Stockholm (Ekonamik) – Two central bank meetings this week brought another two monetary policy authorities to the dovish camp. The central banks of Russia (CBR) and Turkey (TCMB) both held their policy rates constant at 7.75% and 24%, respectively. Both central banks are notorious for recently hiking rates, so the decisions are significant.
“In April, annual inflation started to slow down and declined to 5.1%, according to the estimate as of 22 April,” noted the CBR’s statement. “Consumer prices current growth rates tend to be somewhat below the Bank of Russia’s forecast. The VAT increase pass-through to prices has largely materialised. The Bank of Russia’s pre-emptive key rate hikes in September and December 2018 helped return annualised monthly consumer price growth rates to levels close to 4%.” The Russian monetary authority also noted that “temporary disinflationary factors contributed to slowing consumer price growth, among those, ruble appreciation since the beginning of the year.” The forecast of the Bank of Russia is that “annual inflation will return to 4% in the first half of 2020.”
To understand the ruble appreciation comment it is necessary to remember that Russia imports 40% of its food, so monetary policy and its pass-through to inflation matters. From this point of view, the sanctions and trade restrictions applied by the EU and the USA have been argued to have a non-negligible effect on the Russian economy and inflation, in particular. This effect is patent in the depreciation of the ruble following the Crimean crisis of 2014 and the steep increase in consumer price inflation that accompanied it, which was only stabilised at the expense of rises in policy rates by the CBR.
Source: Bank for International Settlements (BIS)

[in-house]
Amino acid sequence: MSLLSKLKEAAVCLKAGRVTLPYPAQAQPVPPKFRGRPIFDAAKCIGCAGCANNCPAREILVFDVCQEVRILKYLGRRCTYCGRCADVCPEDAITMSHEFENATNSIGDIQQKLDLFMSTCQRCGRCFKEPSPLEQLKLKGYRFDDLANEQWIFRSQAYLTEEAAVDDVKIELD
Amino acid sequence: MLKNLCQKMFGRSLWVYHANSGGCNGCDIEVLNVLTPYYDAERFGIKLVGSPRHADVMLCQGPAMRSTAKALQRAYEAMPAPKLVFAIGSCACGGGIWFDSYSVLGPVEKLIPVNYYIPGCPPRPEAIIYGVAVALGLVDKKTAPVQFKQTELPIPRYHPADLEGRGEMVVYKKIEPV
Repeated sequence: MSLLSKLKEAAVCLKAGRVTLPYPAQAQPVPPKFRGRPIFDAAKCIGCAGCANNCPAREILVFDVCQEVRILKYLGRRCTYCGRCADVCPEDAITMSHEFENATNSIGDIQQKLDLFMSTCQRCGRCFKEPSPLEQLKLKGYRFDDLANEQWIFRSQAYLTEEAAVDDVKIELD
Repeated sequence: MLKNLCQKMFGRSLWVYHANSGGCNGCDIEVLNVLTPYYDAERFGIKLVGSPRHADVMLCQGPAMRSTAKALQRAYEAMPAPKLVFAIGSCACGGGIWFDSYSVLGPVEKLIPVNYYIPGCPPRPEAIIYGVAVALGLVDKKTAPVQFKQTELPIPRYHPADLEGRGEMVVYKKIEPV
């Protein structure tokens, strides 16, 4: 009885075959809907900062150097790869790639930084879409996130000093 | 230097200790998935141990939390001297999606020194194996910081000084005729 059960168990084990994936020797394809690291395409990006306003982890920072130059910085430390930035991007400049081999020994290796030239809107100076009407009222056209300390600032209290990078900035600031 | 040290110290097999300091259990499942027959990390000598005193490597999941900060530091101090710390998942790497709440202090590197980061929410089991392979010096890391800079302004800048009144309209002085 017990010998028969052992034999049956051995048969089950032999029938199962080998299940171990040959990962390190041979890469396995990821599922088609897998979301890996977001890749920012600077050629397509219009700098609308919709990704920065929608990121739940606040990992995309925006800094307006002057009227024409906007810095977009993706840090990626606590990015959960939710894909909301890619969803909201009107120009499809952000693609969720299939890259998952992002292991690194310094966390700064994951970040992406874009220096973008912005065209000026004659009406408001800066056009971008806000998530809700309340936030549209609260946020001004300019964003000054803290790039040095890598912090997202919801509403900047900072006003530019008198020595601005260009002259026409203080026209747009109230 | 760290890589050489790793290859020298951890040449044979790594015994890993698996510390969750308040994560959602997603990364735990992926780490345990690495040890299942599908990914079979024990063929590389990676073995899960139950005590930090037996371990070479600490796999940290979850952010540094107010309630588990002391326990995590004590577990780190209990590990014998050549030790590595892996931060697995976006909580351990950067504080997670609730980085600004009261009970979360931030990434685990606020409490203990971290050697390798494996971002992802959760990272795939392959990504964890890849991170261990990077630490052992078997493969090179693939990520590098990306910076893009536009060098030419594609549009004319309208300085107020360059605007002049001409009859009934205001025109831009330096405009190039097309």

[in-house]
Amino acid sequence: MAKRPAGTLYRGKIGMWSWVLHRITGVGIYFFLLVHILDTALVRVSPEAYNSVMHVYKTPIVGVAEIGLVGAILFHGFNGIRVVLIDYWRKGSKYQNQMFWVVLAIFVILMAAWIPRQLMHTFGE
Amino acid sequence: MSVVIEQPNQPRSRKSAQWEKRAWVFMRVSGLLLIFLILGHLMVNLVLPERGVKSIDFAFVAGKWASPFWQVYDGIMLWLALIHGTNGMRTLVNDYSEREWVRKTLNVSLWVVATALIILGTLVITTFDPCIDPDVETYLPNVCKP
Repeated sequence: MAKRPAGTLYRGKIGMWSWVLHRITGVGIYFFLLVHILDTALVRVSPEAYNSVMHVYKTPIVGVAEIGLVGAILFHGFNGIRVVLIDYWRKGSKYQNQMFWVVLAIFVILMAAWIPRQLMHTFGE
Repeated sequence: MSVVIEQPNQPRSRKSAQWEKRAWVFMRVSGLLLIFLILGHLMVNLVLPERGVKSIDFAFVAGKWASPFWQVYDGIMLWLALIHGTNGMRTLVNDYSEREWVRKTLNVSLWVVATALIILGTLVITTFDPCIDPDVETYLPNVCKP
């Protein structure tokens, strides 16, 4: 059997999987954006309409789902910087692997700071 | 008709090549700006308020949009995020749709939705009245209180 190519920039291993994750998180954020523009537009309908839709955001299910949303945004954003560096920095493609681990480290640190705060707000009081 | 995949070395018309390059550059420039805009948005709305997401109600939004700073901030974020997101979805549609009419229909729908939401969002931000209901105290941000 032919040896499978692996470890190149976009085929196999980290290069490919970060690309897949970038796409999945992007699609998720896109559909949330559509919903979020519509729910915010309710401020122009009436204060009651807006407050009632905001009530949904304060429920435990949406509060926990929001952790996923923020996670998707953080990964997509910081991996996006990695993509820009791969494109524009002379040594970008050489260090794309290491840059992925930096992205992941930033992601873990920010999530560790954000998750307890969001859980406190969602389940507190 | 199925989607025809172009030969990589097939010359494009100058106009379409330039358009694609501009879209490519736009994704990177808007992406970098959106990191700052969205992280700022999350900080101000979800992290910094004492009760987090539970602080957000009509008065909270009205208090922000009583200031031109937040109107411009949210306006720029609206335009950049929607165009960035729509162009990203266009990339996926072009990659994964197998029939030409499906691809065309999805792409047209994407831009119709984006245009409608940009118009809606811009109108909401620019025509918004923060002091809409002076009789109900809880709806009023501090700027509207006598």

Perhaps unusually, this means that the conclusion of the Muller investigation that there was no collusion between the Trump 2016 presidential campaign and Russia is significant. According to UBS’s April Emerging Markets Fixed Income report, it “reduces the urgency for the US Congress to impose additional sanctions on Russia.” The next rate review meeting will be on June 14.
Across the Black Sea, the TCMB justified its decision with reference to import prices and high inflation. “Developments in domestic demand conditions have led to some improvement in inflation indicators,” said the TCMB in its monetary policy decision. “Yet, higher food and import prices and the elevated course of inflation expectations point to continued risks to price stability. Accordingly, the Committee has decided to maintain the tight monetary policy stance until inflation outlook displays a significant improvement.”
As the figure below shows, the Turkish central bank waited almost two years to start reacting to the acceleration of Turkish consumer price inflation (red line). It was only when it exploded in 2018, causing the Turkish lira (yellow line) to lose 30% of its value that the central bank reacted. This process inevitably led to an explosion of debt servicing costs of the private non-financial sector (black line), reinforce by the increase in foreign borrowing that took place in Turkey over the last decade.
According to UBS’s April Emerging Markets Fixed Income report, “Turkey remains the key market to watch. Following the collapse of the Turkish Lira last August, the government allowed higher interest rates and seems willing to tolerate lower growth. However, fiscal spending has increased ahead of the local elections at the end of March. Performance of Turkish bonds hinges on the government’s ability to switch to prudent policies in the aftermath of the elections and avoid tensions with the US.”
“Turkey’s asset prices were also impacted by the local elections on 30 March,” adds the same report. “Markets grew increasingly nervous about the potential election outcomes, while locals dollarized their portfolios further. As a result, the currency came under severe pressure ahead of the elections, forcing the central bank to take counter measures that lifted interbank rates as high as 1,200%.” As Ekonamik expected, the ruling AKP lost the Ankara and Istanbul municipalities. The implications of this result are difficult to disentangle. “Given the weaker AKP position we could see a switch to a more market-friendly environment where authorities start implementing some of the highly needed short-term and structural policy reforms. If this happens then Turkey might avoid tumbling into the abyss of greater economic crisis,” concludes Nikolay Markov, Senior Economist at Pictet Asset Management.